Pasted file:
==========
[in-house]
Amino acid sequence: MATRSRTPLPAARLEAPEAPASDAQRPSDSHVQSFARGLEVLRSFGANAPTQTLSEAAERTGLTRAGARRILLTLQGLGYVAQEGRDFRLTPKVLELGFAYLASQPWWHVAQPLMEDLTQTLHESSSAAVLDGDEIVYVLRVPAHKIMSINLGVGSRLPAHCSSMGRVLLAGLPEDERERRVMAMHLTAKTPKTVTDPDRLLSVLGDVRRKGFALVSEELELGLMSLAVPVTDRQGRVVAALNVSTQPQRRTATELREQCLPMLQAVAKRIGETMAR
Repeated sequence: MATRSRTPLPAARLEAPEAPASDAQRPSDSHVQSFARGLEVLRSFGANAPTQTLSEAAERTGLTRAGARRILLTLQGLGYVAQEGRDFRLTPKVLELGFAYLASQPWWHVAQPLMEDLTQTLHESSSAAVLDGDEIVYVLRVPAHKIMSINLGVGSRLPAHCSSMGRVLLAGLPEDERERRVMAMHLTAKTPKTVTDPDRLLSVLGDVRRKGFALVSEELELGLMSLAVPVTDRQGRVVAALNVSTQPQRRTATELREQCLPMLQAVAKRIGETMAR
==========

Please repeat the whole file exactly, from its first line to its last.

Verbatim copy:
[in-house]
Amino acid sequence: MATRSRTPLPAARLEAPEAPASDAQRPSDSHVQSFARGLEVLRSFGANAPTQTLSEAAERTGLTRAGARRILLTLQGLGYVAQEGRDFRLTPKVLELGFAYLASQPWWHVAQPLMEDLTQTLHESSSAAVLDGDEIVYVLRVPAHKIMSINLGVGSRLPAHCSSMGRVLLAGLPEDERERRVMAMHLTAKTPKTVTDPDRLLSVLGDVRRKGFALVSEELELGLMSLAVPVTDRQGRVVAALNVSTQPQRRTATELREQCLPMLQAVAKRIGETMAR
Repeated sequence: MATRSRTPLPAARLEAPEAPASDAQRPSDSHVQSFARGLEVLRSFGANAPTQTLSEAAERTGLTRAGARRILLTLQGLGYVAQEGRDFRLTPKVLELGFAYLASQPWWHVAQPLMEDLTQTLHESSSAAVLDGDEIVYVLRVPAHKIMSINLGVGSRLPAHCSSMGRVLLAGLPEDERERRVMAMHLTAKTPKTVTDPDRLLSVLGDVRRKGFALVSEELELGLMSLAVPVTDRQGRVVAALNVSTQPQRRTATELREQCLPMLQAVAKRIGETMAR